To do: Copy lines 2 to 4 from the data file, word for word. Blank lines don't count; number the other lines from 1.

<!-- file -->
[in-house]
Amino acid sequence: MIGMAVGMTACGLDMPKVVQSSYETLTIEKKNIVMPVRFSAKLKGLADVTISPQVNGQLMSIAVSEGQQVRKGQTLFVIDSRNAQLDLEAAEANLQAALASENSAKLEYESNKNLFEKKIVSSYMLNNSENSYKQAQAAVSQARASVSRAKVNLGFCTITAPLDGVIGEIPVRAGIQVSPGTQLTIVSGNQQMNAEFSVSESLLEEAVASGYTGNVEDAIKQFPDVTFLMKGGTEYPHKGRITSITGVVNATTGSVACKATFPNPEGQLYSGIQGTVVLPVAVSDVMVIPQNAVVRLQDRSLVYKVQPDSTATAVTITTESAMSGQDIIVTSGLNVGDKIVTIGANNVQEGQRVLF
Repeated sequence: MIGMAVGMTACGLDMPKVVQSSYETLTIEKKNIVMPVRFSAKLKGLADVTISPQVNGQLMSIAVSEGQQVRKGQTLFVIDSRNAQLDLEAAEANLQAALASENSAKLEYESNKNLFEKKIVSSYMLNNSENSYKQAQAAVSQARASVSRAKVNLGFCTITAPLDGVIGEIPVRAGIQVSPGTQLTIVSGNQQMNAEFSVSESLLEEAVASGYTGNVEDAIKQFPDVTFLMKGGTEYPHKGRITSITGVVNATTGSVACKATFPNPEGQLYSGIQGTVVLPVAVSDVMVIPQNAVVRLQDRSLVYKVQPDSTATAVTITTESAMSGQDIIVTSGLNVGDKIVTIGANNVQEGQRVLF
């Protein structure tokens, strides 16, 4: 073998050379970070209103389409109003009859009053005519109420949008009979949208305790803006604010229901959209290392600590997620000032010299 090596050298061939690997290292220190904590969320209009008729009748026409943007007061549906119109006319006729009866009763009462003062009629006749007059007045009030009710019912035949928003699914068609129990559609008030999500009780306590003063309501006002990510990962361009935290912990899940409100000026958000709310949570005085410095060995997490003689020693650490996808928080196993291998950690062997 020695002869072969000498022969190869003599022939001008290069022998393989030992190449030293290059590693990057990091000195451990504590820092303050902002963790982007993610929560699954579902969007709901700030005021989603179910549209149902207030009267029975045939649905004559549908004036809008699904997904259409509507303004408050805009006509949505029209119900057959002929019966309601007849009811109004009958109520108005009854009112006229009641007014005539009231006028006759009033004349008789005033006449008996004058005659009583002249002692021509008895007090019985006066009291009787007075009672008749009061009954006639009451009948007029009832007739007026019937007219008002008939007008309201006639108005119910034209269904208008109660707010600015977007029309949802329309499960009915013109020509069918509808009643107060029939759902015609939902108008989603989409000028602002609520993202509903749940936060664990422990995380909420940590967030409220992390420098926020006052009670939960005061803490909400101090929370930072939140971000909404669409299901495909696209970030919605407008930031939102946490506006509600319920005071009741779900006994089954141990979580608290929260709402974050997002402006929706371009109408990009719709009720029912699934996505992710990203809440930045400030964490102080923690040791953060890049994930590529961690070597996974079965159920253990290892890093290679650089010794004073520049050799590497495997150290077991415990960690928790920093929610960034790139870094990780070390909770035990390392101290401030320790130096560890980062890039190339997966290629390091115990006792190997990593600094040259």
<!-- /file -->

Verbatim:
Amino acid sequence: MIGMAVGMTACGLDMPKVVQSSYETLTIEKKNIVMPVRFSAKLKGLADVTISPQVNGQLMSIAVSEGQQVRKGQTLFVIDSRNAQLDLEAAEANLQAALASENSAKLEYESNKNLFEKKIVSSYMLNNSENSYKQAQAAVSQARASVSRAKVNLGFCTITAPLDGVIGEIPVRAGIQVSPGTQLTIVSGNQQMNAEFSVSESLLEEAVASGYTGNVEDAIKQFPDVTFLMKGGTEYPHKGRITSITGVVNATTGSVACKATFPNPEGQLYSGIQGTVVLPVAVSDVMVIPQNAVVRLQDRSLVYKVQPDSTATAVTITTESAMSGQDIIVTSGLNVGDKIVTIGANNVQEGQRVLF
Repeated sequence: MIGMAVGMTACGLDMPKVVQSSYETLTIEKKNIVMPVRFSAKLKGLADVTISPQVNGQLMSIAVSEGQQVRKGQTLFVIDSRNAQLDLEAAEANLQAALASENSAKLEYESNKNLFEKKIVSSYMLNNSENSYKQAQAAVSQARASVSRAKVNLGFCTITAPLDGVIGEIPVRAGIQVSPGTQLTIVSGNQQMNAEFSVSESLLEEAVASGYTGNVEDAIKQFPDVTFLMKGGTEYPHKGRITSITGVVNATTGSVACKATFPNPEGQLYSGIQGTVVLPVAVSDVMVIPQNAVVRLQDRSLVYKVQPDSTATAVTITTESAMSGQDIIVTSGLNVGDKIVTIGANNVQEGQRVLF
């Protein structure tokens, strides 16, 4: 073998050379970070209103389409109003009859009053005519109420949008009979949208305790803006604010229901959209290392600590997620000032010299 090596050298061939690997290292220190904590969320209009008729009748026409943007007061549906119109006319006729009866009763009462003062009629006749007059007045009030009710019912035949928003699914068609129990559609008030999500009780306590003063309501006002990510990962361009935290912990899940409100000026958000709310949570005085410095060995997490003689020693650490996808928080196993291998950690062997 020695002869072969000498022969190869003599022939001008290069022998393989030992190449030293290059590693990057990091000195451990504590820092303050902002963790982007993610929560699954579902969007709901700030005021989603179910549209149902207030009267029975045939649905004559549908004036809008699904997904259409509507303004408050805009006509949505029209119900057959002929019966309601007849009811109004009958109520108005009854009112006229009641007014005539009231006028006759009033004349008789005033006449008996004058005659009583002249002692021509008895007090019985006066009291009787007075009672008749009061009954006639009451009948007029009832007739007026019937007219008002008939007008309201006639108005119910034209269904208008109660707010600015977007029309949802329309499960009915013109020509069918509808009643107060029939759902015609939902108008989603989409000028602002609520993202509903749940936060664990422990995380909420940590967030409220992390420098926020006052009670939960005061803490909400101090929370930072939140971000909404669409299901495909696209970030919605407008930031939102946490506006509600319920005071009741779900006994089954141990979580608290929260709402974050997002402006929706371009109408990009719709009720029912699934996505992710990203809440930045400030964490102080923690040791953060890049994930590529961690070597996974079965159920253990290892890093290679650089010794004073520049050799590497495997150290077991415990960690928790920093929610960034790139870094990780070390909770035990390392101290401030320790130096560890980062890039190339997966290629390091115990006792190997990593600094040259």